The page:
A man who subjected four horses to “prolonged neglect” and suffering has been banned from keeping equines for life.
At Southampton Magistrates’ Court on Wednesday (9 August), 66-year-old John Henry Mitchell, of Portman Crescent, Southbourne, pleaded guilty to failing to care for the horses’ needs over seven months.
The RSPCA said all four horses, who were kept in Hordle, Lymington, were emaciated and “riddled with parasites”.
Chief inspector Paul Williams said the charity had been aware of Mr Mitchell’s animals for almost three years, giving him advice on their welfare “on many occasions”.
“In March this year, the condition of the horses reached the point where we had no choice but to take things further, after Mr Mitchell had failed to act on our advice so many times,” he added.
“We called a vet who examined the horses and certified Oreo, Cookie, Cloud and Sky were suffering ‘prolonged neglect’ caused by months of malnutrition. The vet also confirmed that Cookie was suffering chronic lameness and all were infested by parasites.
“These horses would have been extremely uncomfortable from the excessive lice and worm burdens. Their feet were overgrown which would have made walking really painful, and their body condition was completely unacceptable. It is appalling that Mr Mitchell thought it was appropriate to keep horses in this way.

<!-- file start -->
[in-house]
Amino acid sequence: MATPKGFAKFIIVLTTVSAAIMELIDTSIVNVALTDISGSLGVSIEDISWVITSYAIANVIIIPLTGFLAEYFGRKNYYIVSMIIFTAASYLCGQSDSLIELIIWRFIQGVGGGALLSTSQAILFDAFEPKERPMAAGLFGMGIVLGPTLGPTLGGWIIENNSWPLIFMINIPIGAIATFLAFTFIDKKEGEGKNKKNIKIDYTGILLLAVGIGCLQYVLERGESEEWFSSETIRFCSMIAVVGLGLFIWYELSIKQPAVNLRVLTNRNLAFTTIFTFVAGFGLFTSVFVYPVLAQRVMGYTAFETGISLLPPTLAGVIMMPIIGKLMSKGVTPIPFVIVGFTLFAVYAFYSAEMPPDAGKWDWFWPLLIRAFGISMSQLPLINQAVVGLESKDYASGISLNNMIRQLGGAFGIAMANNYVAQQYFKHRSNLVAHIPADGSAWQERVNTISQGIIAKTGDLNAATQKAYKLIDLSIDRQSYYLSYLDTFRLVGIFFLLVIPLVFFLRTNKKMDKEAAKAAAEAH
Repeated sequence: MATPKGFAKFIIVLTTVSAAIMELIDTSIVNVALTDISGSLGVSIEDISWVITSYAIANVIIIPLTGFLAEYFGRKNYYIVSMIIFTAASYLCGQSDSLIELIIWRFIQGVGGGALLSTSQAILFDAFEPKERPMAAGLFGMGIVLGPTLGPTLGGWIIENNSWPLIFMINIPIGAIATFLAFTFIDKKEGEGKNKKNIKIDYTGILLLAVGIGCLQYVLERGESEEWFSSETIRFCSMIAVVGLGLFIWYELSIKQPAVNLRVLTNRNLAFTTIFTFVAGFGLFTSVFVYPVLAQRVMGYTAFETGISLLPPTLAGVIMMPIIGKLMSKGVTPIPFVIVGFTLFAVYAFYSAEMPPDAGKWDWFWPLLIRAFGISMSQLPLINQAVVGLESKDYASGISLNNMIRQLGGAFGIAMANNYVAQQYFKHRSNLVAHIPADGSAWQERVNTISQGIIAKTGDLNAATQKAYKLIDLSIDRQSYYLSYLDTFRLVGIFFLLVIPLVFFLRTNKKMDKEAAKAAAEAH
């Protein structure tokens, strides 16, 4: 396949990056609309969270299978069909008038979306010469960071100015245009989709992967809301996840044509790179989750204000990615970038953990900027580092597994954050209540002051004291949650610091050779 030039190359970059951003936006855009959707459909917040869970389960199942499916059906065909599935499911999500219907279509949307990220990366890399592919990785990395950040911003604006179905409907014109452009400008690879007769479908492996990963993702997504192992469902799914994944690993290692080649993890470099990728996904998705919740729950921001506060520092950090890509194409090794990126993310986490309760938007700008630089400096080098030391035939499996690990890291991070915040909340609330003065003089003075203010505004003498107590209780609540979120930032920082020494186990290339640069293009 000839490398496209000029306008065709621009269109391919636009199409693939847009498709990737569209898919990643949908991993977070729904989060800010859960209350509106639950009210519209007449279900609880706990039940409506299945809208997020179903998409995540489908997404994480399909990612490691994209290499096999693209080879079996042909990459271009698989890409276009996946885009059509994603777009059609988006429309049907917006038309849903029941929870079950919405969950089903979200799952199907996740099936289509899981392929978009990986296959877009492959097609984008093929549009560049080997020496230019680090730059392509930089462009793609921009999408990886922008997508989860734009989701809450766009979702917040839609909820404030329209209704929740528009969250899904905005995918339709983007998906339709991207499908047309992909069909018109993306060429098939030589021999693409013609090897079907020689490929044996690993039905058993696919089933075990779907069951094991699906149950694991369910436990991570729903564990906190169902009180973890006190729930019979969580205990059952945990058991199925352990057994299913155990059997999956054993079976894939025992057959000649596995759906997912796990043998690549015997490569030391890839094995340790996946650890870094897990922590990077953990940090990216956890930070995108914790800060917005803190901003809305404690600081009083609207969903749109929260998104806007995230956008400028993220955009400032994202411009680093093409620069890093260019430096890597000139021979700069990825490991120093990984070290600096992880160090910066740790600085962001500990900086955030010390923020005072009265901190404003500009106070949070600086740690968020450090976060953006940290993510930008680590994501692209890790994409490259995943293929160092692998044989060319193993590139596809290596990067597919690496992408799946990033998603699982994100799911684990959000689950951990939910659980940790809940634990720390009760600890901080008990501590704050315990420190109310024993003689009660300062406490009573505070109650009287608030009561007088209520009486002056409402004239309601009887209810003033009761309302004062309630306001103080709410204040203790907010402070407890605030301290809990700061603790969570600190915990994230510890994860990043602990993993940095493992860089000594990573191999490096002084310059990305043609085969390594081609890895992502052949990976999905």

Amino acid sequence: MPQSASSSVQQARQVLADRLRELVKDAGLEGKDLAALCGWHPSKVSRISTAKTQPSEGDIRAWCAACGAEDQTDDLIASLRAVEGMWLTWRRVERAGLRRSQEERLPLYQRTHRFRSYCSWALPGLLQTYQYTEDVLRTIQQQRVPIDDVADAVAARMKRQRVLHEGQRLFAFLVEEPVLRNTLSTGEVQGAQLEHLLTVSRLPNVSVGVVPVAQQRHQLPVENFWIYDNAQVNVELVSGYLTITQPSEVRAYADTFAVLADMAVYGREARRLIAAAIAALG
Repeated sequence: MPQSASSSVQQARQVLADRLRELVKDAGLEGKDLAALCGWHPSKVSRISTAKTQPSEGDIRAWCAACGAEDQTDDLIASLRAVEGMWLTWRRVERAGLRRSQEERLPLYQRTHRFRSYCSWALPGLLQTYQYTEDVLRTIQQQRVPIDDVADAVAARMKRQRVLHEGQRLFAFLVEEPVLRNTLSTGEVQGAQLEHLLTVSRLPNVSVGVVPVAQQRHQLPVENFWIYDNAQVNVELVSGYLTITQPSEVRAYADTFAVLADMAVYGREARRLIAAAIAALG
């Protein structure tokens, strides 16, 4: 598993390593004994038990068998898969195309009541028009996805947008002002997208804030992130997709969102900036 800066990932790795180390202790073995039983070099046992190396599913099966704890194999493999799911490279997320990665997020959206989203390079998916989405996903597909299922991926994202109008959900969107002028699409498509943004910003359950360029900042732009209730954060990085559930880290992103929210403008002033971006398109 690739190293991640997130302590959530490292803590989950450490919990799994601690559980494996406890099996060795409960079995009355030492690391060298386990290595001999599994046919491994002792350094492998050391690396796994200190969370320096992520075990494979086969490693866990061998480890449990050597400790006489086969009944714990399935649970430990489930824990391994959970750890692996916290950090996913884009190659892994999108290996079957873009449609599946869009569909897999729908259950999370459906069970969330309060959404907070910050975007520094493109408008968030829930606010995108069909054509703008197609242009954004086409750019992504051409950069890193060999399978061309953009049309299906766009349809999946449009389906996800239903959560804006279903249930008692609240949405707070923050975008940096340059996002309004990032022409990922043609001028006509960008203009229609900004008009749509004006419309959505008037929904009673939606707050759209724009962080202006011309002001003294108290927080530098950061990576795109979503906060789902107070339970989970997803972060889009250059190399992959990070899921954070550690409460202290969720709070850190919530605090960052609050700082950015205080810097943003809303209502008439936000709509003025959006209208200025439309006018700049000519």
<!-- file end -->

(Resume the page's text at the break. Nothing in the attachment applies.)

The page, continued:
“He told our inspector that because he was working, he only ever attended the horses in the dark in winter, implying he could not see if any were in poor condition or had injuries, but he had given them food so in his opinion, this was acceptable care.”
The RSPCA said the judge had told Mitchell she could have jailed him for the offences but owing to his age and guilty plea, she gave him a community order in the form of a curfew instead.
Mitchell, who represented himself in court, said he had had horses for 52 years and had “sorted” his horses’ feet once a year.
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As well as the ban, which was suspended for 28 days to allow him to rehome his other horses, he was made subject to an 8pm-7am curfew for eight weeks and ordered to pay £300 plus an £85 surcharge.
The four ponies were signed over to the RSPCA’s care to be rehabilitated and re-homed.
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